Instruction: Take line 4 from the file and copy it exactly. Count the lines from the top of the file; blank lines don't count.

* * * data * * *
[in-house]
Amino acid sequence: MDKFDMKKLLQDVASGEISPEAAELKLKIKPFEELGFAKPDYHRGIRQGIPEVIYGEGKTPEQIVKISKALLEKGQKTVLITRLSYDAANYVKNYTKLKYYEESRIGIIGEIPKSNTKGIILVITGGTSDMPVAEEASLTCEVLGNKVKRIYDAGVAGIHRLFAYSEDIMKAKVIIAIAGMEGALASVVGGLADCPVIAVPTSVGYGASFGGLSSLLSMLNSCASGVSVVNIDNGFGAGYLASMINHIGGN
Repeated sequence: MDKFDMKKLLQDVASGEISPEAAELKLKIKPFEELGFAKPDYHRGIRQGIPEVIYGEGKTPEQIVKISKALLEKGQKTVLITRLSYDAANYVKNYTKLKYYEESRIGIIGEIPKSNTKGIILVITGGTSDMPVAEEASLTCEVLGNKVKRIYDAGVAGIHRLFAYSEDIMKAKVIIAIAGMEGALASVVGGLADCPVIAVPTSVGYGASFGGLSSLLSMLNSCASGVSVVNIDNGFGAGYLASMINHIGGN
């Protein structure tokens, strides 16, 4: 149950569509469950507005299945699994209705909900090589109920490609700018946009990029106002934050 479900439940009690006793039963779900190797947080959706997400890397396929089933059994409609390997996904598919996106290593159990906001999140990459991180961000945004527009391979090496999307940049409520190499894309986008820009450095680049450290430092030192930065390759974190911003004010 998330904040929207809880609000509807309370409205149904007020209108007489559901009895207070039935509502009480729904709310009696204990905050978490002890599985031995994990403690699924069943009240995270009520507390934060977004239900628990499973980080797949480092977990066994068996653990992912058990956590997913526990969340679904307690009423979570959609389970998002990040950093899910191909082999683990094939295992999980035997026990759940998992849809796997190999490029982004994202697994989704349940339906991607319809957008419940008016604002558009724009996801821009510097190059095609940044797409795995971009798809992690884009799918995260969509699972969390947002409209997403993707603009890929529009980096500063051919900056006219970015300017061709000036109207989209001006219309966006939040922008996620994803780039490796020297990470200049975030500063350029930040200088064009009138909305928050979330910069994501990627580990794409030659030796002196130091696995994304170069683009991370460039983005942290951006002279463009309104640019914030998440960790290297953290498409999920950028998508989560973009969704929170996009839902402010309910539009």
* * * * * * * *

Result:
């Protein structure tokens, strides 16, 4: 149950569509469950507005299945699994209705909900090589109920490609700018946009990029106002934050 479900439940009690006793039963779900190797947080959706997400890397396929089933059994409609390997996904598919996106290593159990906001999140990459991180961000945004527009391979090496999307940049409520190499894309986008820009450095680049450290430092030192930065390759974190911003004010 998330904040929207809880609000509807309370409205149904007020209108007489559901009895207070039935509502009480729904709310009696204990905050978490002890599985031995994990403690699924069943009240995270009520507390934060977004239900628990499973980080797949480092977990066994068996653990992912058990956590997913526990969340679904307690009423979570959609389970998002990040950093899910191909082999683990094939295992999980035997026990759940998992849809796997190999490029982004994202697994989704349940339906991607319809957008419940008016604002558009724009996801821009510097190059095609940044797409795995971009798809992690884009799918995260969509699972969390947002409209997403993707603009890929529009980096500063051919900056006219970015300017061709000036109207989209001006219309966006939040922008996620994803780039490796020297990470200049975030500063350029930040200088064009009138909305928050979330910069994501990627580990794409030659030796002196130091696995994304170069683009991370460039983005942290951006002279463009309104640019914030998440960790290297953290498409999920950028998508989560973009969704929170996009839902402010309910539009």